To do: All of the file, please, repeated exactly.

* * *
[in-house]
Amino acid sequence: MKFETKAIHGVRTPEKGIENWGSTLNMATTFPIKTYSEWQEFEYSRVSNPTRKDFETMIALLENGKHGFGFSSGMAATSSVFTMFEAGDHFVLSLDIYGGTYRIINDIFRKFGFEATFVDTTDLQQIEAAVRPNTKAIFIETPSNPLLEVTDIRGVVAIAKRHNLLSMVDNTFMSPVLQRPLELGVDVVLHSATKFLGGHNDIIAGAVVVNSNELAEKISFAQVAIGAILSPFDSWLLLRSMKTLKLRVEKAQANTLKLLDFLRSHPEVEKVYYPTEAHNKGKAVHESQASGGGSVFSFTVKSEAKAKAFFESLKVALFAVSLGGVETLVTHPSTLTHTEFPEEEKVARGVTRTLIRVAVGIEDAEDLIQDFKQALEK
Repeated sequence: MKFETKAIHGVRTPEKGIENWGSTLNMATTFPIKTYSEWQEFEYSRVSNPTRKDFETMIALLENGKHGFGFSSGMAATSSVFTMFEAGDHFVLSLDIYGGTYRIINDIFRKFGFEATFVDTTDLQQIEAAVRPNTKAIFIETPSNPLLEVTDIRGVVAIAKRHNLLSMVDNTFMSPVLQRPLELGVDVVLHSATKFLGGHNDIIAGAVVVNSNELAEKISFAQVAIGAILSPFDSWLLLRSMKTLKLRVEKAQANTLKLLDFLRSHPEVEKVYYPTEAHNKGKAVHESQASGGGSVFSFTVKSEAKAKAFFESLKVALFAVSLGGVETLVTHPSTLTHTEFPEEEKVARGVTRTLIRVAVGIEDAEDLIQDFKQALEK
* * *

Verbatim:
[in-house]
Amino acid sequence: MKFETKAIHGVRTPEKGIENWGSTLNMATTFPIKTYSEWQEFEYSRVSNPTRKDFETMIALLENGKHGFGFSSGMAATSSVFTMFEAGDHFVLSLDIYGGTYRIINDIFRKFGFEATFVDTTDLQQIEAAVRPNTKAIFIETPSNPLLEVTDIRGVVAIAKRHNLLSMVDNTFMSPVLQRPLELGVDVVLHSATKFLGGHNDIIAGAVVVNSNELAEKISFAQVAIGAILSPFDSWLLLRSMKTLKLRVEKAQANTLKLLDFLRSHPEVEKVYYPTEAHNKGKAVHESQASGGGSVFSFTVKSEAKAKAFFESLKVALFAVSLGGVETLVTHPSTLTHTEFPEEEKVARGVTRTLIRVAVGIEDAEDLIQDFKQALEK
Repeated sequence: MKFETKAIHGVRTPEKGIENWGSTLNMATTFPIKTYSEWQEFEYSRVSNPTRKDFETMIALLENGKHGFGFSSGMAATSSVFTMFEAGDHFVLSLDIYGGTYRIINDIFRKFGFEATFVDTTDLQQIEAAVRPNTKAIFIETPSNPLLEVTDIRGVVAIAKRHNLLSMVDNTFMSPVLQRPLELGVDVVLHSATKFLGGHNDIIAGAVVVNSNELAEKISFAQVAIGAILSPFDSWLLLRSMKTLKLRVEKAQANTLKLLDFLRSHPEVEKVYYPTEAHNKGKAVHESQASGGGSVFSFTVKSEAKAKAFFESLKVALFAVSLGGVETLVTHPSTLTHTEFPEEEKVARGVTRTLIRVAVGIEDAEDLIQDFKQALEK